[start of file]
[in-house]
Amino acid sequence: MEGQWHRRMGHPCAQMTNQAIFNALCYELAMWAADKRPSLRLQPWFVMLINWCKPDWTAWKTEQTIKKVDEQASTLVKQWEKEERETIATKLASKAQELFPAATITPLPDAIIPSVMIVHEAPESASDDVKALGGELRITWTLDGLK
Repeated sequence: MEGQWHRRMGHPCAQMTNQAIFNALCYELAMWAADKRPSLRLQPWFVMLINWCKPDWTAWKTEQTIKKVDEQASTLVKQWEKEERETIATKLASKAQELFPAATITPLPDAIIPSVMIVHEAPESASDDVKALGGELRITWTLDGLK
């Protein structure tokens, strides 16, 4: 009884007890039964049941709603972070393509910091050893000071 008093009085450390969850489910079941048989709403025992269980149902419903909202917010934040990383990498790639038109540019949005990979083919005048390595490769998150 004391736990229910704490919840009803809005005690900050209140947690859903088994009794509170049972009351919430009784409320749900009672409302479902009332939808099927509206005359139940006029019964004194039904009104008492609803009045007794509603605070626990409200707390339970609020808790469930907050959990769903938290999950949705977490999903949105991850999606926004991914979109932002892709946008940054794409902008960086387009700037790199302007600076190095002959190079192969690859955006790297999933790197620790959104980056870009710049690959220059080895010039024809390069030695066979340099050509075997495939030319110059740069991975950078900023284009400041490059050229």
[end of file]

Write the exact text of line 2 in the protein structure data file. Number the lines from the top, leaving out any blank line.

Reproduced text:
Amino acid sequence: MEGQWHRRMGHPCAQMTNQAIFNALCYELAMWAADKRPSLRLQPWFVMLINWCKPDWTAWKTEQTIKKVDEQASTLVKQWEKEERETIATKLASKAQELFPAATITPLPDAIIPSVMIVHEAPESASDDVKALGGELRITWTLDGLK